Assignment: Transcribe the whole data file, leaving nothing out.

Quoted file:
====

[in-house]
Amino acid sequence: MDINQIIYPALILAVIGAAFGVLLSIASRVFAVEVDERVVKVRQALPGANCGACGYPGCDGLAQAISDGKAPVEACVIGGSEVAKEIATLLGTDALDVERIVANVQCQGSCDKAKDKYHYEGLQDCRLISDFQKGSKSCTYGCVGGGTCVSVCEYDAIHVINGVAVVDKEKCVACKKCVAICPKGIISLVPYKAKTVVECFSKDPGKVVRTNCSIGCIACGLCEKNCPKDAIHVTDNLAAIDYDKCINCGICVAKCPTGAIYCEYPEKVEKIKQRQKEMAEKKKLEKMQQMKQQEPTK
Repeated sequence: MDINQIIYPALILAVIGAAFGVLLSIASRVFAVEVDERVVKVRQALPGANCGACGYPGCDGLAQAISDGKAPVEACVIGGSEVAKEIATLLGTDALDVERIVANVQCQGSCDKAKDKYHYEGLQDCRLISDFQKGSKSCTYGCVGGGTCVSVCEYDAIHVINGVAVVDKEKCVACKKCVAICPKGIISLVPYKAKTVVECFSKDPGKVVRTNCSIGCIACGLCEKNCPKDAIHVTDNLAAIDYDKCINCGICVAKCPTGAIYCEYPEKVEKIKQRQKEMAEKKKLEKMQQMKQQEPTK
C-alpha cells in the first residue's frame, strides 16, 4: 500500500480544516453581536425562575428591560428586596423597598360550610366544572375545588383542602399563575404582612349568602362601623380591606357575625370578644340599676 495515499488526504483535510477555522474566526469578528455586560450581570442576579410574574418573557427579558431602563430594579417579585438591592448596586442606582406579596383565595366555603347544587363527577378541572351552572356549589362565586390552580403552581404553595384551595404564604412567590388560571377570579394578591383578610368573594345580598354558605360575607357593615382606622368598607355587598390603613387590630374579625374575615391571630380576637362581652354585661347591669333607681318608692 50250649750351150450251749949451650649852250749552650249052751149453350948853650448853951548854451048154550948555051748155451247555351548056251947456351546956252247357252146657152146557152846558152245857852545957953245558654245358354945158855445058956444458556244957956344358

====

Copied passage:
[in-house]
Amino acid sequence: MDINQIIYPALILAVIGAAFGVLLSIASRVFAVEVDERVVKVRQALPGANCGACGYPGCDGLAQAISDGKAPVEACVIGGSEVAKEIATLLGTDALDVERIVANVQCQGSCDKAKDKYHYEGLQDCRLISDFQKGSKSCTYGCVGGGTCVSVCEYDAIHVINGVAVVDKEKCVACKKCVAICPKGIISLVPYKAKTVVECFSKDPGKVVRTNCSIGCIACGLCEKNCPKDAIHVTDNLAAIDYDKCINCGICVAKCPTGAIYCEYPEKVEKIKQRQKEMAEKKKLEKMQQMKQQEPTK
Repeated sequence: MDINQIIYPALILAVIGAAFGVLLSIASRVFAVEVDERVVKVRQALPGANCGACGYPGCDGLAQAISDGKAPVEACVIGGSEVAKEIATLLGTDALDVERIVANVQCQGSCDKAKDKYHYEGLQDCRLISDFQKGSKSCTYGCVGGGTCVSVCEYDAIHVINGVAVVDKEKCVACKKCVAICPKGIISLVPYKAKTVVECFSKDPGKVVRTNCSIGCIACGLCEKNCPKDAIHVTDNLAAIDYDKCINCGICVAKCPTGAIYCEYPEKVEKIKQRQKEMAEKKKLEKMQQMKQQEPTK
C-alpha cells in the first residue's frame, strides 16, 4: 500500500480544516453581536425562575428591560428586596423597598360550610366544572375545588383542602399563575404582612349568602362601623380591606357575625370578644340599676 495515499488526504483535510477555522474566526469578528455586560450581570442576579410574574418573557427579558431602563430594579417579585438591592448596586442606582406579596383565595366555603347544587363527577378541572351552572356549589362565586390552580403552581404553595384551595404564604412567590388560571377570579394578591383578610368573594345580598354558605360575607357593615382606622368598607355587598390603613387590630374579625374575615391571630380576637362581652354585661347591669333607681318608692 50250649750351150450251749949451650649852250749552650249052751149453350948853650448853951548854451048154550948555051748155451247555351548056251947456351546956252247357252146657152146557152846558152245857852545957953245558654245358354945158855445058956444458556244957956344358